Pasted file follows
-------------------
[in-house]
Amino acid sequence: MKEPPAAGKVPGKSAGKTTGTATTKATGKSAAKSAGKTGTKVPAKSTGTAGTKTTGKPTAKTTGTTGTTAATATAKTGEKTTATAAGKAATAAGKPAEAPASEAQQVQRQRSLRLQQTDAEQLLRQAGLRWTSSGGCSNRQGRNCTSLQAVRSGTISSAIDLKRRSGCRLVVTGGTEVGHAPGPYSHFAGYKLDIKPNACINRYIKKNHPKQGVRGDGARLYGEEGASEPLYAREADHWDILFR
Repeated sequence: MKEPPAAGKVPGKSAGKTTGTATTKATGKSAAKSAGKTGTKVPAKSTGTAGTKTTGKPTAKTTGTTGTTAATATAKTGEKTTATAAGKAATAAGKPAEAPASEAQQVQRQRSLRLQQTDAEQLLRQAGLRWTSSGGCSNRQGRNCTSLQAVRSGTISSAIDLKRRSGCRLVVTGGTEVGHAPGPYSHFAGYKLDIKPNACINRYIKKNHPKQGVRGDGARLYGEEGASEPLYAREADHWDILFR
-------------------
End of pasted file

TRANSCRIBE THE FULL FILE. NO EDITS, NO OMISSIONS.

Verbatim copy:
[in-house]
Amino acid sequence: MKEPPAAGKVPGKSAGKTTGTATTKATGKSAAKSAGKTGTKVPAKSTGTAGTKTTGKPTAKTTGTTGTTAATATAKTGEKTTATAAGKAATAAGKPAEAPASEAQQVQRQRSLRLQQTDAEQLLRQAGLRWTSSGGCSNRQGRNCTSLQAVRSGTISSAIDLKRRSGCRLVVTGGTEVGHAPGPYSHFAGYKLDIKPNACINRYIKKNHPKQGVRGDGARLYGEEGASEPLYAREADHWDILFR
Repeated sequence: MKEPPAAGKVPGKSAGKTTGTATTKATGKSAAKSAGKTGTKVPAKSTGTAGTKTTGKPTAKTTGTTGTTAATATAKTGEKTTATAAGKAATAAGKPAEAPASEAQQVQRQRSLRLQQTDAEQLLRQAGLRWTSSGGCSNRQGRNCTSLQAVRSGTISSAIDLKRRSGCRLVVTGGTEVGHAPGPYSHFAGYKLDIKPNACINRYIKKNHPKQGVRGDGARLYGEEGASEPLYAREADHWDILFR